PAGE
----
Steps in the Right Direction: Lessons from Europe on Encouraging Cycling and Walking. (Research Update)

By Van Staveren, Tonia | Parks & Recreation, June 2003 | Go to article overview

Steps in the Right Direction: Lessons from Europe on Encouraging Cycling and Walking. (Research Update)


Van Staveren, Tonia, Parks & Recreation


"In order to improve public health, national governments should develop and implement strategies to stimulate daily cycling: It is the most effective way to save billions of funds in the health sector and solve traffic and environmental problems at the same time."--Dr. Harry Owen, School of Medicine, Flinders University of South Australia and President of the Bicycle Federation of Australia

The consensus among researchers investigating physical activity as a key component of healthy lifestyles is that physical activity should be moderate, frequent and maintained for life (USDHHS 1996). Unfortunately, technological developments provide labor-saving devices that reduce human energy expenditures and encourage sedentary lifestyles. Physical activity has nearly been excluded from our lifestyles, and is relegated to a leisure activity for many people. The journey to work, school and local shops in previous decades involved walking and cycling; nowadays, these trips are mostly by motor vehicle. Data overwhelmingly indicate that approximately 60 percent of U.S. adults aren't sufficiently active to achieve health benefits, and about 30 percent report no leisure-time physical activity (Jones, Ainsworth & Croft et al., 1998).

Park and recreation departments play an important role in facilitating healthy activity of citizens in the U.S. It's important that all park and recreation professionals be informed of new ideas and policies focused on changing the built environment to make physical activity in our neighborhoods easier, safer and more enjoyable. By implementing and promoting certain types of programs and policies focused on developing supportive built environments, park and recreation professionals, often in concert with other municipal partners, are poised to play a critical role in physical activity promotion in the U.S. The purpose of this research update is to inform park and recreation professionals about the latest research on this topic, with a special focus on lessons we can learn from certain countries in Europe, where impressively high levels of walking and biking are seen. A number of recommendations are presented that, if applied to our communities, have great potential for encouraging greater rates of walking and cycling within our neighborhoods, thereby increasing the health and well-being of our communities.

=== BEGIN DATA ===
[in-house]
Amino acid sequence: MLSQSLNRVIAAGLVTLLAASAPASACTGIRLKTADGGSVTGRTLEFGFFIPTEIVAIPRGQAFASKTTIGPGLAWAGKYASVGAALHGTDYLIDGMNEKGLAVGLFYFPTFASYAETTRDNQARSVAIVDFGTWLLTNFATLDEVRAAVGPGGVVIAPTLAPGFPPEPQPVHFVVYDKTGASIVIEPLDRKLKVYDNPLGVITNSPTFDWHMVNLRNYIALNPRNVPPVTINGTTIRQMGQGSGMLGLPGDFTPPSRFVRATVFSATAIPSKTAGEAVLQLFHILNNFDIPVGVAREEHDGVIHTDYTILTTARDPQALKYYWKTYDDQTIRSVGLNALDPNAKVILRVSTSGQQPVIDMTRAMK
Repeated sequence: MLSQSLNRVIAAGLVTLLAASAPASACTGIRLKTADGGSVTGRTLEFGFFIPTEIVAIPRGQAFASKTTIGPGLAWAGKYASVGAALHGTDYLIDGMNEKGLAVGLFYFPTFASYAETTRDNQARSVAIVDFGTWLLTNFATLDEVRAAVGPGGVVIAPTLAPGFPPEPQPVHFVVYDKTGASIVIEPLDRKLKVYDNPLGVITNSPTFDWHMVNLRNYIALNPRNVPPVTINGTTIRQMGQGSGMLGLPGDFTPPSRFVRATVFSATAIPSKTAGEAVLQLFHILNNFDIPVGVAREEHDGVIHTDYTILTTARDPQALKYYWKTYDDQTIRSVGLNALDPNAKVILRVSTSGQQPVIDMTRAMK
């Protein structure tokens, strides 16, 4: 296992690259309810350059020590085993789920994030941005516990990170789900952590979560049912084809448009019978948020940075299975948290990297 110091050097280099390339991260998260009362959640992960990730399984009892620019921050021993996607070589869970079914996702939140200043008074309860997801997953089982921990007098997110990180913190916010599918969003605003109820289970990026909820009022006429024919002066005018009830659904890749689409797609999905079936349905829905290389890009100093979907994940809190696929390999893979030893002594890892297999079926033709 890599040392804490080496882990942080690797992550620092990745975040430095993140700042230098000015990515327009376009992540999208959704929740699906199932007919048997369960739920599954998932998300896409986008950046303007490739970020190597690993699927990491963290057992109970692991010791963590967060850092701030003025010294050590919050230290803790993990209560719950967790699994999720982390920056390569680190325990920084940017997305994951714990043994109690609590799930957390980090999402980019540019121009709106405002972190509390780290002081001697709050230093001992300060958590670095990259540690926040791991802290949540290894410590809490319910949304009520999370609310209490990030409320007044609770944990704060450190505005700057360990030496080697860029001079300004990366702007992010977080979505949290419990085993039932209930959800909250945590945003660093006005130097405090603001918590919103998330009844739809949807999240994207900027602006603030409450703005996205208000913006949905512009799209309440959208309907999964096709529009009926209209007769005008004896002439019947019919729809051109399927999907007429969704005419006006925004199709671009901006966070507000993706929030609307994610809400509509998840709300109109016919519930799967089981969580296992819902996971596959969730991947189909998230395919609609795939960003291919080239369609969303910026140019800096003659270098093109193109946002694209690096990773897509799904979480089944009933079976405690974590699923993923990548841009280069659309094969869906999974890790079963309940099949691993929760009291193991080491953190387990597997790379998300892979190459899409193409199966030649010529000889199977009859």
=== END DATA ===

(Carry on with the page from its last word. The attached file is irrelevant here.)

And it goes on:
A Call To Action: Promoting Walking and Cycling

Professionals in all health-related fields recognize the urgent need to encourage and enable individuals to incorporate more physical activity into their lives. Getting more people walking and cycling as part of daily life may be one of the best ways to improve society's health and tackle sedentary lifestyles. There's a developing opinion around the world that cycling and walking should be promoted. A recent report from the World Health Organization has identified cycling and walking for transport as a health-promoting and sustainable mode of transport to be encouraged over car use wherever possible. (The report is available at www.euro.who.int/document/ e72015.pdf.) Other influential groups have joined the call for promoting active forms of transport. For example, the British Medical Association has determined that a shift from car to bicycle/pedestrian travel should be pursued in the same manner that other important health issues have been pursued successfully in the past, such as anti-smoking and wearing seat belts (BMA, 1992).

The individual and societal benefits of promoting walking and cycling are numerous and wide-ranging. Walking and cycling provide the opportunity for regular, moderate physical activity. They offer healthy alternatives to using motorized vehicles for short trips, such as to shops, schools and workplaces. They are modes of transport that don't cause noise or air pollution. The only energy required is provided directly by the traveler, and the activity confers valuable cardiovascular and weight-control benefits (Anderson, 2000).

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Steps in the Right Direction: Lessons from Europe on Encouraging Cycling and Walking. (Research Update)
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